Speaker trying to force a boost in school funding

Sunday, May 5, 2002

JEFFERSON CITY, Mo. -- With a constitutional deadline looming, House Speaker Jim Kreider is engaged in a game of budget brinkmanship.

The General Assembly has until midnight Friday to complete the budget for fiscal year 2003, which begins July 1. Both the House and Senate have passed versions of the approximately $19 billion spending plan, but must hammer out the differences before sending it to Gov. Bob Holden.

When there are variants in a bill that has cleared both chambers, conference committees consisting of both senators and representatives are appointed to negotiate a unified version that can then be passed and forwarded to the governor.

But a week after the Senate completed its work on the 12 bills that make up the budget, Kreider, D-Nixa, has refused to name conferees for all but four of the measures.

At issue is full funding of the formula that distributes state money to local school districts. Kreider wants to pump $175 million more into the formula, while senators back a $100 million increase.

By not naming conferees to the remaining budget bills, Kreider is hoping to pressure the Senate into accepting the House position.

Some lawmakers feel the speaker's inaction could prevent them from passing the budget on time. Not so, said Kreider.

"We've got forever to get the budget closed," Kreider said. "My No. 1 priority has to be dealt with first. The process has slowed, but it has not stopped."

In response, Senate Appropriations Committee chairman John T. Russell, R-Lebanon, on Friday delayed action on a bill that would authorize use of state savings to help cover an immediate $230 million shortfall for the current budget year.

Senate President Pro Tem Peter Kinder, R-Cape Girardeau, for the moment is staying out of the fight.

"That is part of the appropriations chess game between the House and Senate," Kinder said.

SEMO could get IOU

For now, the Office of Administration is backing off of deferring $137.2 million worth of payments to the two- and four-year public colleges for the months of May and June.

However, while the schools' May payments appear safe, there is still a possibility June payments totaling $68.6 million could arrive late. OA is considering holding back the money as the state grapples with a revenue shortfall for the fiscal year ending June 30.

Southeast Missouri State University would temporarily lose $3.3 million for every month payments are deferred.

Joe Martin of the Coordinating Board for Higher Education, which oversees Missouri's public colleges, said the situation is being reviewed daily.

"If a deferment is necessary, we are hoping it is just a matter of a temporary delay of payment," Martin said.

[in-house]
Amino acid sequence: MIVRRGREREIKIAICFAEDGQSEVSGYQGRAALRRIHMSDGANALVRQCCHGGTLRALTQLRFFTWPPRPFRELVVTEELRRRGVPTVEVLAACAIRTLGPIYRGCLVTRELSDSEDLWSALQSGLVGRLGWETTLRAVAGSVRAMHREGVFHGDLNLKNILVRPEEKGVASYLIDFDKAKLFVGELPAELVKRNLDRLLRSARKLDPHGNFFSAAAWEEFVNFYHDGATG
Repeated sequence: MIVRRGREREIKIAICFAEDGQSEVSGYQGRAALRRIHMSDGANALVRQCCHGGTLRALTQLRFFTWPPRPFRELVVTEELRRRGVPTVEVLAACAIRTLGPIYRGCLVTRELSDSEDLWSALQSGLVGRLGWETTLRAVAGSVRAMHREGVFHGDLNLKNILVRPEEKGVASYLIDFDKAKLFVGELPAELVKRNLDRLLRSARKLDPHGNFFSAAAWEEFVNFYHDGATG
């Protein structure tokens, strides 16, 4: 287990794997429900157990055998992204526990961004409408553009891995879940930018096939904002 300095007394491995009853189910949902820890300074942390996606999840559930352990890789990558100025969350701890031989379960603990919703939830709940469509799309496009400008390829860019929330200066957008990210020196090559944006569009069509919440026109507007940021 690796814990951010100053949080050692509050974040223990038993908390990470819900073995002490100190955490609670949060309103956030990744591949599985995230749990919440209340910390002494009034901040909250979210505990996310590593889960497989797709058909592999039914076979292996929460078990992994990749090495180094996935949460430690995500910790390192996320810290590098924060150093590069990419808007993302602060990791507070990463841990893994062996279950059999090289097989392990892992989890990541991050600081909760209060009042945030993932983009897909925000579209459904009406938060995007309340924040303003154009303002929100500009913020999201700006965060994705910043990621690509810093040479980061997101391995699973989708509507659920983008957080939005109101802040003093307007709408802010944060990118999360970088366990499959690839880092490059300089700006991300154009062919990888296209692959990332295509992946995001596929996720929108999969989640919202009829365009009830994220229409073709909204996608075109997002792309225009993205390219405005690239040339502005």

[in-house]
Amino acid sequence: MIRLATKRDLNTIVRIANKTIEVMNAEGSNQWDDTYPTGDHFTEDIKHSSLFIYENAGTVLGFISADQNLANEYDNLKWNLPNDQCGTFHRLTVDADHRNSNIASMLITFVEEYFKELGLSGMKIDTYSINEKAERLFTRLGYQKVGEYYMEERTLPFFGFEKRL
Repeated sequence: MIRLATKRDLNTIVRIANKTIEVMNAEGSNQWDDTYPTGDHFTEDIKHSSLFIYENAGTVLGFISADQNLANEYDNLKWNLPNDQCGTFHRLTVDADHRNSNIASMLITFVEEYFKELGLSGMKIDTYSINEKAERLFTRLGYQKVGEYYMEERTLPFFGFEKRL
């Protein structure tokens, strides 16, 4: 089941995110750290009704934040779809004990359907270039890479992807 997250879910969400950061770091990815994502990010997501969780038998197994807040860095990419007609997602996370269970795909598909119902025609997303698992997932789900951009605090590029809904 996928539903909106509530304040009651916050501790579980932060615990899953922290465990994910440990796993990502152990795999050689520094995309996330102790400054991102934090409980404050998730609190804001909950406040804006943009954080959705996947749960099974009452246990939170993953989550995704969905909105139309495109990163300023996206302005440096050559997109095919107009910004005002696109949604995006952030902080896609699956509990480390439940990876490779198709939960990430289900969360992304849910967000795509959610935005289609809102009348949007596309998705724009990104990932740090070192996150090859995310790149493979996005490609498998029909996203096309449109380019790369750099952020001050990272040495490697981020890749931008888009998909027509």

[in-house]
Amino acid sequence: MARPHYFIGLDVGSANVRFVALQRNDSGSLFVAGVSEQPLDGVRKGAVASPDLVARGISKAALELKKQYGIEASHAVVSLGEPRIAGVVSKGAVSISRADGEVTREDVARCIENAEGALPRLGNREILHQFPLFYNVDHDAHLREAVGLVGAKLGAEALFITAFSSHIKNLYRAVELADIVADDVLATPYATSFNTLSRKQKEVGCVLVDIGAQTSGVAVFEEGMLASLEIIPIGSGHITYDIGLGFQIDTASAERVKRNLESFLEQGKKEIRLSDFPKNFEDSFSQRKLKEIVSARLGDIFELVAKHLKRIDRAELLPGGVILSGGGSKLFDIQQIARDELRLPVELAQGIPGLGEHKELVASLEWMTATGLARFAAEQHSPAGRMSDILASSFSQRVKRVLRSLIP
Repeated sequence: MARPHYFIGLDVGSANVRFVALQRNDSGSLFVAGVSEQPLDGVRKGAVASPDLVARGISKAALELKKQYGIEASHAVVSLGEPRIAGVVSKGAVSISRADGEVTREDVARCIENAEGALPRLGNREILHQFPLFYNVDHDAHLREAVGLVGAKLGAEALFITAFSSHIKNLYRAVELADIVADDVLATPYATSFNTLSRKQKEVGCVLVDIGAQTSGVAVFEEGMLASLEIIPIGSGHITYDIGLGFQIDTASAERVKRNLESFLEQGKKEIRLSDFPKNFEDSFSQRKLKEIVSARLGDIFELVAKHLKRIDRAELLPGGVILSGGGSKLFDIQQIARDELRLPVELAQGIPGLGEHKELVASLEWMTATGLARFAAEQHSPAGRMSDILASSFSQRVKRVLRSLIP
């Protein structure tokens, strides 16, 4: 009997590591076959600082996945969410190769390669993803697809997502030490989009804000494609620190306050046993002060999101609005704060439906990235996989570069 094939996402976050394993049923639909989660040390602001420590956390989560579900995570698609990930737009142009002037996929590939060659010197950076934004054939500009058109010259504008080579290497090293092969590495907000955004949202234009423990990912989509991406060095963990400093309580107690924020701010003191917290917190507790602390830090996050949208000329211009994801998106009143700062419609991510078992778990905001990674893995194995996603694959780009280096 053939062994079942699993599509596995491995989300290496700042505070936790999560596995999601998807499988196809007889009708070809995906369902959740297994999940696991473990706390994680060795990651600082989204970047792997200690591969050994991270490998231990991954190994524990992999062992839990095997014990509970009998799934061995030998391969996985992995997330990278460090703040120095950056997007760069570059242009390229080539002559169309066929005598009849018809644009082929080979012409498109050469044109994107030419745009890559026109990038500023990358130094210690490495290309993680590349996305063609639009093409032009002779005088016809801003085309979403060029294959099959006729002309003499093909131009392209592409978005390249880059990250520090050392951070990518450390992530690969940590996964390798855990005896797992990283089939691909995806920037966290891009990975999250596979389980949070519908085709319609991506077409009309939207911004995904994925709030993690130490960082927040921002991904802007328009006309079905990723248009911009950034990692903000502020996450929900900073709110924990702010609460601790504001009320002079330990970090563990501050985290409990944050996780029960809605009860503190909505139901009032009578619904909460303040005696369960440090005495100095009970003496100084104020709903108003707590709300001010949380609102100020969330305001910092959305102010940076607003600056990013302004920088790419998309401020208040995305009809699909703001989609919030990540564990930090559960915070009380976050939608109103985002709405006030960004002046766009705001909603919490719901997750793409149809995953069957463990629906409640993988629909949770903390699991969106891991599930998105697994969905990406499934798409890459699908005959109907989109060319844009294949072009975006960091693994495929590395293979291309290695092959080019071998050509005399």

Tax petition drive

An anti-smoking group says it has more than enough signatures to put a proposed 55-cent hike in the per-pack tax on cigarettes on the November ballot.

Citizens for a Healthy Missouri planned to submit more than 120,000 signatures from registered voters to the secretary of state's office on Saturday. A group spokesman said only 78,143 valid signatures are needed to gain ballot access.

The signatures were collected in six of the state's nine congressional district, but not the 8th District, which includes Southeast Missouri.

Missouri's current 17-cent tax per pack is among the lowest in the nation. The state is tied with West Virginia and Alabama for the 41st highest cigarette tax among the 50 states, plus the District of Columbia.

The proposed increase, if approved, would push Missouri to 12th on the list. Washington state has the highest tax, nearly $1.43 per pack.

The additional tax would raise $342.6 million a year. The money would be earmarked for health care programs.

Term limits vote sought

Missouri voters would be asked to tweak legislative term limits on a proposed constitutional amendment that the Senate has sent to the House.

Voters approved limits of eight years per chamber in 1992. However, a partial term counts as a full term against the cap.

For example, someone elected to fill the final year of someone else's four-year Senate term currently could run for only one full term themselves and would be forced out after five years.

The latest proposal, which passed 24-7, would allow a lawmaker to serve eight years in addition to any partial term. If it clears the General Assembly, the question would appear on the November ballot.

Southeast Missouri's three senators split on the vote. Kinder and state Sen. Danny Staples, D-Eminence, voted for it while state Sen. Bill Foster, R-Poplar Bluff, voted against it.

Foster was forced to leave the House after less than seven years because he had served a partial term.

mpowers@semissourian.com

(573) 635-4608

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